Wednesday, August 7, 2013


impressions of a trip through our northern plains
…fourth in a series…

and dedicated to all of my boys named "Cody."

As a life-long educator, there are kids – because of their quirks or characteristics – whose names you wouldn’t pick for your own offspring.  For some folks it may be Kyle or Stephen or Bree or Adolphus.  Or even David.  For me “Cody” is one of those names.  Attention to details like… well…  the rules or organization or planning challenged many of the Codys I’d had as a teacher or principal.  So on this trip through the northern plains, I hoped to drop into Cody, Wyoming and see if there might be a dot or two I could connect.

Unfortunately, or luckily, in Red Lodge, MT, a great degree of roadwork caused through traffic to detour a block or two away from the US 212 main drag.  Somewhere in the orange cones and caution signs, I missed the one that said, “Cody, that-a-way.”

Several miles out of town, I found myself entering a deepening canyon.  The route didn’t appear the way my mind had rendered it.  It appeared better.

I stopped for a moment to refer to the map, deciding then and there not to correct my error.

US 212 weaves between Montana and Wyoming on its route from Billings to Yellowstone and beyond.

Along the way, sinews of pavement rise continually, causing the rider to reflexively gulp with each new expansive view.

Motorcycle jockeys from all over seek this route that I’d known nothing about because, like many of my former students named Cody, I wasn’t paying attention.  At a popular turn out, I pull in next to a phalanx of Harley Davidson’s each sporting an Aussie flag.  “What do you gents ride at home?” I asked.  “Why these,” came the reply.

Traveling up in elevation is like traveling north in latitude.  The air gets cooler, the growing season shorter, and the plant life more stunted and distinctive.

While each turn invites the rider to see what’s next, each new perspective demands a stop for a photograph.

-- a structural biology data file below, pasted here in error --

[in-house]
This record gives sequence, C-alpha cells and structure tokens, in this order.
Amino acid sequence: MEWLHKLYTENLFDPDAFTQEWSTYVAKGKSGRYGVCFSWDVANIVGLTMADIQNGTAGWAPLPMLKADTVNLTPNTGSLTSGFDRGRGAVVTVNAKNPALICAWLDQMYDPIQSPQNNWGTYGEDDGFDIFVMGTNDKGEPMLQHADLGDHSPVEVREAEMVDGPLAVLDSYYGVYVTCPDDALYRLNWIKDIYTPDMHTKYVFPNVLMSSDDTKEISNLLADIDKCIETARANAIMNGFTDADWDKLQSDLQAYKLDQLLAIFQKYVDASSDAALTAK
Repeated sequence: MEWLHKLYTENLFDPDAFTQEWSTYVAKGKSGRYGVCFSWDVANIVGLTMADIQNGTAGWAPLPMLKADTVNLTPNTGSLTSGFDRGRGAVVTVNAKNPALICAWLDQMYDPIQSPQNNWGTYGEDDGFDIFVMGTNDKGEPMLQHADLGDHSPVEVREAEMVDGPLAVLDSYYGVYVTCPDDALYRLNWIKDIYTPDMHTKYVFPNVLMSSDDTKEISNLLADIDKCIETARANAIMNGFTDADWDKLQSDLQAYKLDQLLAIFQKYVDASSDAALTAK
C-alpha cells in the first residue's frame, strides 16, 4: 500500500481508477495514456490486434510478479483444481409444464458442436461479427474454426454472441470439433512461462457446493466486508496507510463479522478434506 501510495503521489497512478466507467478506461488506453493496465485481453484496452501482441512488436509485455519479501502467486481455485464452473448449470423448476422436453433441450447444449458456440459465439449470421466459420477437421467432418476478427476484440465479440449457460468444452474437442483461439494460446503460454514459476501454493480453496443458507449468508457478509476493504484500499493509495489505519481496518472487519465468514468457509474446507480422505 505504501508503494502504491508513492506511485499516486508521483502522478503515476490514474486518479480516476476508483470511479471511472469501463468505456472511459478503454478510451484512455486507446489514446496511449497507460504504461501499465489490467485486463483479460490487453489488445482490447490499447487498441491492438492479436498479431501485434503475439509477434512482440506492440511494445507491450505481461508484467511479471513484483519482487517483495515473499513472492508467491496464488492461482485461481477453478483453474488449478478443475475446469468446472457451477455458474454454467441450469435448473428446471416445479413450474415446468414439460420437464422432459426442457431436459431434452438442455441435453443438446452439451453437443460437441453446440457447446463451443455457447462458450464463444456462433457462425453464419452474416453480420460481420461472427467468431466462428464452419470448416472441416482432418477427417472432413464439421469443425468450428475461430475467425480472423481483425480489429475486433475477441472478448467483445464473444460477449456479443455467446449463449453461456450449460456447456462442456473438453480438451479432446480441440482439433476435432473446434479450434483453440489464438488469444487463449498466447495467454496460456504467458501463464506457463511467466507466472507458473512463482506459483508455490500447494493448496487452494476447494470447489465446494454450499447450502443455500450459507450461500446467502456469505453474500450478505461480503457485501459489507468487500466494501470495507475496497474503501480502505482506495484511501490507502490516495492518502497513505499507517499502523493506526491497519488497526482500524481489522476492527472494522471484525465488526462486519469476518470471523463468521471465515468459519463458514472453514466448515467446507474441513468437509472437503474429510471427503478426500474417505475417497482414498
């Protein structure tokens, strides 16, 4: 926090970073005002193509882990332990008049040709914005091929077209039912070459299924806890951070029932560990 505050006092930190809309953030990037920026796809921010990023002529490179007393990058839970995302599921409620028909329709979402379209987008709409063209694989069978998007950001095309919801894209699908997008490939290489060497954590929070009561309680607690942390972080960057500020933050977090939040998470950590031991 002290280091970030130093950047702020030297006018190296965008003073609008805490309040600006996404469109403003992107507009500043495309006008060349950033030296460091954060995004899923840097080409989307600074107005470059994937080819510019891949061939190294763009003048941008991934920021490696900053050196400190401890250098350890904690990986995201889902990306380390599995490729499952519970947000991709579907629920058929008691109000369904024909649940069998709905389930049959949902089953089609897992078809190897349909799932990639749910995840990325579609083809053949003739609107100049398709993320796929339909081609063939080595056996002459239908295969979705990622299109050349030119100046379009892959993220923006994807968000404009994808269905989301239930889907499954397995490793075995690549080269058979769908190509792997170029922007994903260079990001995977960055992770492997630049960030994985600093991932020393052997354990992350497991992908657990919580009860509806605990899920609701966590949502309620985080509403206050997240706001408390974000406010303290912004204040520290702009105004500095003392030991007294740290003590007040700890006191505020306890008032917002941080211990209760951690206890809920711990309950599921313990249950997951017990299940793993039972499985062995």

Riders, regardless of marque, grin and chat and are willing to take your picture if you’ll take theirs.  An Albertan on a beautiful green 1500 Gold Wing insisted on taking mine.

With each pause and dismount, someone you passed below, passes by.  I think these are a couple of the gents from Down Under.

Just as you feel you are reaching the crest, you round a turn and find the summit yet further away.  When hiking the high country, this can become a frustration.  When riding, however, it simply seems like a gift you continue to eagerly unwrap.

Then there’s that little letdown when you finally achieve the pass’ 11,000 feet.  As things unwind, will the spectacularness fade?

I pause for a final look to the east.

To be sure, the route down the hill didn’t evoke the awe that ride to the roof of the world had brought.  Summer in the high country, like the growing season, offers only a short time for roadwork and there was roadwork aplenty going on west of the pass. 

I stopped in Cooke City, a berg just east of Yellowstone, for some butt rest and a sandwich.  I harbored a concern that the famous park would be a let down after the morning’s run over Beartooth.

But, I found as I descended into Yellowstone, there are many definitions of spectacular.

Some are subtle and delicate.

Some are not so subtle, but just as delicate.

Some take wing on an evening breeze.

And some simply flow.

All in all, this had been a great day riding, despite my Cody-like planning prowess.

© 2013
Church of the Open Road Press

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